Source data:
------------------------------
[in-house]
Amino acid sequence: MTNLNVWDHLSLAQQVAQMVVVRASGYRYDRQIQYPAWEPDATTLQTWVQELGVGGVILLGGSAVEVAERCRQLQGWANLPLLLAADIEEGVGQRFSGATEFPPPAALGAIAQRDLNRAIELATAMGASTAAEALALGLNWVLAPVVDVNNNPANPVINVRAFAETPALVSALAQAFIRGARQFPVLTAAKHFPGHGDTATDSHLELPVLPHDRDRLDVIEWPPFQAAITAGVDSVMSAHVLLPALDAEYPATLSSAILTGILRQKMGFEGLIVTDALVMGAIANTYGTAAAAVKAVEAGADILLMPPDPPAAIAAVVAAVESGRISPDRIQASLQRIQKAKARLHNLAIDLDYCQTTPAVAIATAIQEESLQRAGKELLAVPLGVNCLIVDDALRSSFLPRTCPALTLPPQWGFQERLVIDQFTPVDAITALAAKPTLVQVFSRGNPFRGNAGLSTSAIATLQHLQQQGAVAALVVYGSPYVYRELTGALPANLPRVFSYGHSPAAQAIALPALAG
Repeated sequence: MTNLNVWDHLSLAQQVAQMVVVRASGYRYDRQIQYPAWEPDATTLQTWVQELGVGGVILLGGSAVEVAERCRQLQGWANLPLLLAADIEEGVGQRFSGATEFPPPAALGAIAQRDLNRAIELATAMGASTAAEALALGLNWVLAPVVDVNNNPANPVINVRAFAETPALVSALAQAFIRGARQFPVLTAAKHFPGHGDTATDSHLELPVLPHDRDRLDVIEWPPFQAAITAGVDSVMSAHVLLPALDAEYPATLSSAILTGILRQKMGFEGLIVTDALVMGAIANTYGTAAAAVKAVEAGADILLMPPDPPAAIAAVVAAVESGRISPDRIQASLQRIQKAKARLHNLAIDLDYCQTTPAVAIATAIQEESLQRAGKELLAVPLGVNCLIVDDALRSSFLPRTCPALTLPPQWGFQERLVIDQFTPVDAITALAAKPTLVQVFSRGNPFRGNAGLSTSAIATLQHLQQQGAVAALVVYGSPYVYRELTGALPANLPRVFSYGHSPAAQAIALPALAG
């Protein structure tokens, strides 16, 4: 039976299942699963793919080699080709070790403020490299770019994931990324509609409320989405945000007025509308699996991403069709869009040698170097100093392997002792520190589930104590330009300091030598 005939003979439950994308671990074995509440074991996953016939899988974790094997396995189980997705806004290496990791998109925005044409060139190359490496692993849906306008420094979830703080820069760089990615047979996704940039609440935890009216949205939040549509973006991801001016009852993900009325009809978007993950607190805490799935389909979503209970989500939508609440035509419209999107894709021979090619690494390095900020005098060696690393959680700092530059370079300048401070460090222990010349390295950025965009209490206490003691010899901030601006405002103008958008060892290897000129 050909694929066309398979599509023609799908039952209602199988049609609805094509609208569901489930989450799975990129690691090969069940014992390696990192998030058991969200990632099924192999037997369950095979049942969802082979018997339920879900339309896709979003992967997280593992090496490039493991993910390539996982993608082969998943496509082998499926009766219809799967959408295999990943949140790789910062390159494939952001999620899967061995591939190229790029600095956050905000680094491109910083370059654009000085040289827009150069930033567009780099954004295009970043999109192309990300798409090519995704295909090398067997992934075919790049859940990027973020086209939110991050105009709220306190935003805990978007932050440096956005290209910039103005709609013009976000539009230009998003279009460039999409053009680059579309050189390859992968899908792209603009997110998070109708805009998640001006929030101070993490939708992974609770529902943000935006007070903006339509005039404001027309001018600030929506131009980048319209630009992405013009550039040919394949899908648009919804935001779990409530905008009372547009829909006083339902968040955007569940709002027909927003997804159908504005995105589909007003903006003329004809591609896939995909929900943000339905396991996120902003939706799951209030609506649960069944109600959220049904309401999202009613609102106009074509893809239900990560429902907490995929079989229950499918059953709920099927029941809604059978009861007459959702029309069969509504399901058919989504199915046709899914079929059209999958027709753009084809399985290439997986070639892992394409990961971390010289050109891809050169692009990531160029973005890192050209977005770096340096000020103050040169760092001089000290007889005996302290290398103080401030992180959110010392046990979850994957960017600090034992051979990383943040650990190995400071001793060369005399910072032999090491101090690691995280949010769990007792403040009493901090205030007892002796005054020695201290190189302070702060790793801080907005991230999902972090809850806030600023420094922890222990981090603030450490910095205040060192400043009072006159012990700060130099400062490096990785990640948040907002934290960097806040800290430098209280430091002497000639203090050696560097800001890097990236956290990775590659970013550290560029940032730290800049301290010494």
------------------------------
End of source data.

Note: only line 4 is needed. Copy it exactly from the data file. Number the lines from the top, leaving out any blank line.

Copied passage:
């Protein structure tokens, strides 16, 4: 039976299942699963793919080699080709070790403020490299770019994931990324509609409320989405945000007025509308699996991403069709869009040698170097100093392997002792520190589930104590330009300091030598 005939003979439950994308671990074995509440074991996953016939899988974790094997396995189980997705806004290496990791998109925005044409060139190359490496692993849906306008420094979830703080820069760089990615047979996704940039609440935890009216949205939040549509973006991801001016009852993900009325009809978007993950607190805490799935389909979503209970989500939508609440035509419209999107894709021979090619690494390095900020005098060696690393959680700092530059370079300048401070460090222990010349390295950025965009209490206490003691010899901030601006405002103008958008060892290897000129 050909694929066309398979599509023609799908039952209602199988049609609805094509609208569901489930989450799975990129690691090969069940014992390696990192998030058991969200990632099924192999037997369950095979049942969802082979018997339920879900339309896709979003992967997280593992090496490039493991993910390539996982993608082969998943496509082998499926009766219809799967959408295999990943949140790789910062390159494939952001999620899967061995591939190229790029600095956050905000680094491109910083370059654009000085040289827009150069930033567009780099954004295009970043999109192309990300798409090519995704295909090398067997992934075919790049859940990027973020086209939110991050105009709220306190935003805990978007932050440096956005290209910039103005709609013009976000539009230009998003279009460039999409053009680059579309050189390859992968899908792209603009997110998070109708805009998640001006929030101070993490939708992974609770529902943000935006007070903006339509005039404001027309001018600030929506131009980048319209630009992405013009550039040919394949899908648009919804935001779990409530905008009372547009829909006083339902968040955007569940709002027909927003997804159908504005995105589909007003903006003329004809591609896939995909929900943000339905396991996120902003939706799951209030609506649960069944109600959220049904309401999202009613609102106009074509893809239900990560429902907490995929079989229950499918059953709920099927029941809604059978009861007459959702029309069969509504399901058919989504199915046709899914079929059209999958027709753009084809399985290439997986070639892992394409990961971390010289050109891809050169692009990531160029973005890192050209977005770096340096000020103050040169760092001089000290007889005996302290290398103080401030992180959110010392046990979850994957960017600090034992051979990383943040650990190995400071001793060369005399910072032999090491101090690691995280949010769990007792403040009493901090205030007892002796005054020695201290190189302070702060790793801080907005991230999902972090809850806030600023420094922890222990981090603030450490910095205040060192400043009072006159012990700060130099400062490096990785990640948040907002934290960097806040800290430098209280430091002497000639203090050696560097800001890097990236956290990775590659970013550290560029940032730290800049301290010494």